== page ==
I am at St. Benedict’s Monastery this weeekend for the 20th Anniversary celebration of Studium, the Monastery’s visiting scholar’s program. As regular readers of this blog know,I have benefitted much from several stays at the Monastery over the past few years; the ora et labora rhythm of Benedictine monastic life provides a wonderful environment for my writing.
Because yesterday was the burial day of one of the Sisters who died, the sisters prayed the Liturgy of the Hours for the Dead during their communal prayer periods. During evening prayer, one of the psalms we prayed was Psalm 139, a psalm I frequently use in my own prayer and recommend to others.
I’ve prayed with many translations of Psalm 139. What struck me powerfully last evening in the translation that is part of the Evening Prayer for the Dead was verse 6: speaking of his realization that “before a word slips from my tongue, Lord, you know what I will say. Yoou close in on me pressing your hand upon me,” the psalmist admits, “All this overwhelms me–too much to understand.”
Why this particular translation struck me more than other versions of that verse I’m not entirely sure. Perhaps it is because it conveys the psalmist’s reaction in such plan, simple terms and it is a reaction I identify with.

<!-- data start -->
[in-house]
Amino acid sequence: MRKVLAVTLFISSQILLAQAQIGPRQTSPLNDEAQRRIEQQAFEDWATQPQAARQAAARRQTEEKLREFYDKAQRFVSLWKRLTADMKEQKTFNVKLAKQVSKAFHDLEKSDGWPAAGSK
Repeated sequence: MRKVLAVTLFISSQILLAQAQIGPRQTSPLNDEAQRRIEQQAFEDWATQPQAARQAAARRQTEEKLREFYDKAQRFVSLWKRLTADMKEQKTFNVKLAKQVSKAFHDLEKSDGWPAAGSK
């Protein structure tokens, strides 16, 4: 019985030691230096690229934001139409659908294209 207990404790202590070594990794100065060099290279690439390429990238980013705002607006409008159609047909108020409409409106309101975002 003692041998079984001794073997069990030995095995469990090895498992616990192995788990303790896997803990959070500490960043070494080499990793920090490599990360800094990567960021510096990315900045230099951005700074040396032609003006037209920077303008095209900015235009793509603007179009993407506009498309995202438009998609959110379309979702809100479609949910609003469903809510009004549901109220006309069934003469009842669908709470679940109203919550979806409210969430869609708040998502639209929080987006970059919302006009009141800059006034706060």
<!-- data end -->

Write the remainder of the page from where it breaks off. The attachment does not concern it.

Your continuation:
If we take the realization of the psalmist to heart – if we really realized the enormity of God’s love and God’s constant presence, I think we share that reaction – it is overwhelming…really too much to understand.
In any translation, Psalm 139 is a beautiful psalm. It is worth spending some time praying with this God from whose love we cannot escape.
Thank you for this. But I have such difficulty with the Old Testament!
Psalm 139 is wonderful, no doubt about it.
But what about verses 19 to 22? All that hatred!
It’s finding verses like that which keeps me from returning to the Bible more often.
Sometimes, when I want to look in the Psalms, I go to Stephen Mitchell’s translations instead, they seem more, well, more Christian somehow. Certainly more loving.
I’m not trying to argue here, I’m just really interested in your response.
Thank you so much,
This is not the place to attempt a long response about Old Testament interpretation. What I would offer is another translation you might like: Nan Merrill’s Psalms for Praying. With the verses in Psalm 139 you reference (and in many other places) she reframes that as referring to our internal “enemies” if you will – those things that operate to prevent our growth in God.
Thank you so much Susan. I did a fair bit of searching, found a few examples, and have ordered the book. It looks wonderful. Thank you again so much. Marcus
From Nan Merrill’s PSALM 19:
The law of Love is perfect,
reviving the soul;
The testimony of Love is sure,
making wise the simple;
The precepts of Love are right,
rejoicing the heart;
The authority of Love is pure;
enlightening the eyes;
The spirit of Love is wondrous,
The rites of Love are true,
I think you will be pleased with the purchase, Marcus. I have often given people psalms from that book to pray with.